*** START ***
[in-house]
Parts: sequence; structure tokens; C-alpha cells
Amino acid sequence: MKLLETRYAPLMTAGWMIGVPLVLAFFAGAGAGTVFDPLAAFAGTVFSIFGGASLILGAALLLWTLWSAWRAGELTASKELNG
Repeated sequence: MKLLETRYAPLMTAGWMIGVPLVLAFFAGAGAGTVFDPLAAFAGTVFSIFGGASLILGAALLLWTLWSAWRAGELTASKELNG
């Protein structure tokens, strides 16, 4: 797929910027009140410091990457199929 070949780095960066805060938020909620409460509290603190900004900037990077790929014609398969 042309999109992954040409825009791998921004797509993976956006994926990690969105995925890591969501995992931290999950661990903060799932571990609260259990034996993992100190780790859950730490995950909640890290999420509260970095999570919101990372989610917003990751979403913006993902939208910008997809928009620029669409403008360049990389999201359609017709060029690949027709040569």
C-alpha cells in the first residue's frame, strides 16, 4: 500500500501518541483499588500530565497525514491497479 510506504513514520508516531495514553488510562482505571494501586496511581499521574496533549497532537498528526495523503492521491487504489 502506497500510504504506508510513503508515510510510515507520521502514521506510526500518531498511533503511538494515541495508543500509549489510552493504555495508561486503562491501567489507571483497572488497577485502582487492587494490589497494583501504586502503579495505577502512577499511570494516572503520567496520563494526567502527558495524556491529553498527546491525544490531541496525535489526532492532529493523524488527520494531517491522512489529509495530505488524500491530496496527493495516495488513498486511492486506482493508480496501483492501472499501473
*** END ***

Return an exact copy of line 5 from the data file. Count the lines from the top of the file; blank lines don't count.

């Protein structure tokens, strides 16, 4: 797929910027009140410091990457199929 070949780095960066805060938020909620409460509290603190900004900037990077790929014609398969 042309999109992954040409825009791998921004797509993976956006994926990690969105995925890591969501995992931290999950661990903060799932571990609260259990034996993992100190780790859950730490995950909640890290999420509260970095999570919101990372989610917003990751979403913006993902939208910008997809928009620029669409403008360049990389999201359609017709060029690949027709040569």